FAIRFAX — Ten years ago, Tammy Miller was going through a divorce. To make ends meet, she decided to hunt in order to put food on the table for herself and her pre-teen son.

Miller soon met her husband-to-be, Eric, who taught her archery and how to use a rifle. Years of hunting practice, marriage eight years ago and a lucky moose lottery draw for 2015 eventually led to last Friday, when Miller took down a 931-pound bull moose in the woods of Norton with a bow and arrow.

In addition to filling up their freezers with meat for a good two years, Miller became the new archery record holder.

“It’s a crazy ride,” Miller said Wednesday.

Sitting in a Fairfax restaurant, Erica’s, Miller, 46, explained how she began hunting. Soft-spoken but confident, with dark brown hair and thoughtful eyes, Miller said she was prepared, having grown up on a Fairfield farm and helping with barn chores, butchering beef and cleaning the deer her relatives would bring back from a hunt.

“None of this was new to me,” she said. “Once I started hunting, I was hooked.” Eric, now 53, gave Miller her first bow as an engagement ring (no joke) and she began practicing shooting in her backyard.

“He helped me and patiently taught me and worked with me and gave me feedback,” Miller said of Eric. She would practice taking ethical shots, or shooting an arrow into the “kill zone.” That consists of the heart, lungs and chest, about the size of a basketball on a moose and much smaller for a deer.

By shooting in that zone, it ensures the animal will die quickly and won’t just be wounded. When those shots aren’t available, said Miller, you also have to know when to let an animal walk on by.

Strength to pull back the bow wasn’t an issue for Miller – she did power lifting several years after she moved off her family farm. Sitting in a tree stand, 15 to 20 feet off the ground, however, was. Miller gets vertigo.

Fortunately, the skills needed to handle vertigo are also good for successful hunting, said Miller.

“It’s a lot of deep breathing and centering myself and focusing and quieting everything, which is what you do when you hunt. That’s why I like archery hunting,” she said. “You have to be in tune with nature and what’s going on.” Miller described looking all around herself, feeling which way the wind is blowing and keeping a keen ear out for the sounds of the woods.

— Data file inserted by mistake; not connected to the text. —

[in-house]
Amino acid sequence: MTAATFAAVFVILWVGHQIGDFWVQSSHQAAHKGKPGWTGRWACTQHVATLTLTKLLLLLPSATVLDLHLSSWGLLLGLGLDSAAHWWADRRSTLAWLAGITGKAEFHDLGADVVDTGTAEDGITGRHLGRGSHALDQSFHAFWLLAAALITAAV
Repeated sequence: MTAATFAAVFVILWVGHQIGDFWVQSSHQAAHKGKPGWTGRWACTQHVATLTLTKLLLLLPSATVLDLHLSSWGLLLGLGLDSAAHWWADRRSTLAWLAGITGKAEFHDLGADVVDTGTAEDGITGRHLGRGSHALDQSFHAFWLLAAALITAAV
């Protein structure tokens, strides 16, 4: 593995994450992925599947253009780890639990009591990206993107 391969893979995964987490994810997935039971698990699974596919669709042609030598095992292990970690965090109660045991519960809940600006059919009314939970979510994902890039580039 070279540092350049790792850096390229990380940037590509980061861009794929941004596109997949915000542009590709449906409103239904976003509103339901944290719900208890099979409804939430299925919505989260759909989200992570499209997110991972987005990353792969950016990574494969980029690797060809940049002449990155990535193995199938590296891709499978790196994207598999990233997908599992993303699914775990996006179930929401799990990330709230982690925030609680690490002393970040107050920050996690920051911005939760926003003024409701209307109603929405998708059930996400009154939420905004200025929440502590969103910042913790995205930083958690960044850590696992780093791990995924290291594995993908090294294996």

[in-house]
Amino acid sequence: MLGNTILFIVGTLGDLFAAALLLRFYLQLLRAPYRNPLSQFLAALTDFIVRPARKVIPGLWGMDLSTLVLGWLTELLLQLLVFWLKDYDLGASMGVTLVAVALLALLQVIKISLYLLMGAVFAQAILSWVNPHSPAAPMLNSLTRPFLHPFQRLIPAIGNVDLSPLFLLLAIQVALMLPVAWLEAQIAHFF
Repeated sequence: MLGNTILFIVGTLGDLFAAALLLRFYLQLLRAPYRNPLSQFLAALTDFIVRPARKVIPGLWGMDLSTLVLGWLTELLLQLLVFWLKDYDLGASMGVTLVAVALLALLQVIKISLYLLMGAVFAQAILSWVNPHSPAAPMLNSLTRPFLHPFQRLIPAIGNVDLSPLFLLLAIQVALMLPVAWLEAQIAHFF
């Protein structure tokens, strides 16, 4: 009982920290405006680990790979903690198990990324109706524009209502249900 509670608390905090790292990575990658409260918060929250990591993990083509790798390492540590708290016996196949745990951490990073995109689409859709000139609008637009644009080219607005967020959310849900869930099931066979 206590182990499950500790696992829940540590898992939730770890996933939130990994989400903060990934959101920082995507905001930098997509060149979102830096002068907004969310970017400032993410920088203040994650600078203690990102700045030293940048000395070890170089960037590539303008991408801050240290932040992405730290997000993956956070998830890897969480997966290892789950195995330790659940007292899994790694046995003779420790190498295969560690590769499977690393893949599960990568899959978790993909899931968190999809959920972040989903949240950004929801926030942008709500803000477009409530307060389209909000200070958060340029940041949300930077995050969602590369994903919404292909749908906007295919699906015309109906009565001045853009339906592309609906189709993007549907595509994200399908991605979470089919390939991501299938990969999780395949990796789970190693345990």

“For me, it’s a very quieting, connecting [experience],” she said.

It’s also, by hunting standards, a fruitful one. In her first year, Miller took three deer hunting in Pennsylvania. According to her husband Eric, Miller seems to have very good skill, and maybe some luck, when it comes to bagging game.

“She was successful her first time, 10 minutes into being in the tree stand,” he said, laughing.

Miller is also lucky, it seems, in the moose lottery. She drew her first tag nine years ago and her second this year. It’s one of just 40 archery permits, all part of a Vermont Department of Fish and Wildlife program to manage moose herd populations.

This year, Eric was listed as Miller’s sub-permit holder – he also could shoot an arrow if need be – and their friend from Pennsylvania was listed as an unarmed guide on the permit, too.

Knowing that she had the opportunity this year, Miller said she practiced for months for the moose hunt. Both she and Eric took the whole week off from work – Miller works as program manager for Laraway Youth & Family Services in Johnson, and Eric is a services manager for Lapierre USA, a maple equipment company – and they camped up in the Northeast Kingdom from Oct. 1 to 7, the length of the moose permit.

“That goes by pretty fast,” said Miller. “We put a lot of prep work in. We’d spent the five Saturdays before scouting.” She and Eric found heavy moose trails and scrape marks from antlers, and they chose their hunting locations based on where they could take close range – 20 yard – shots.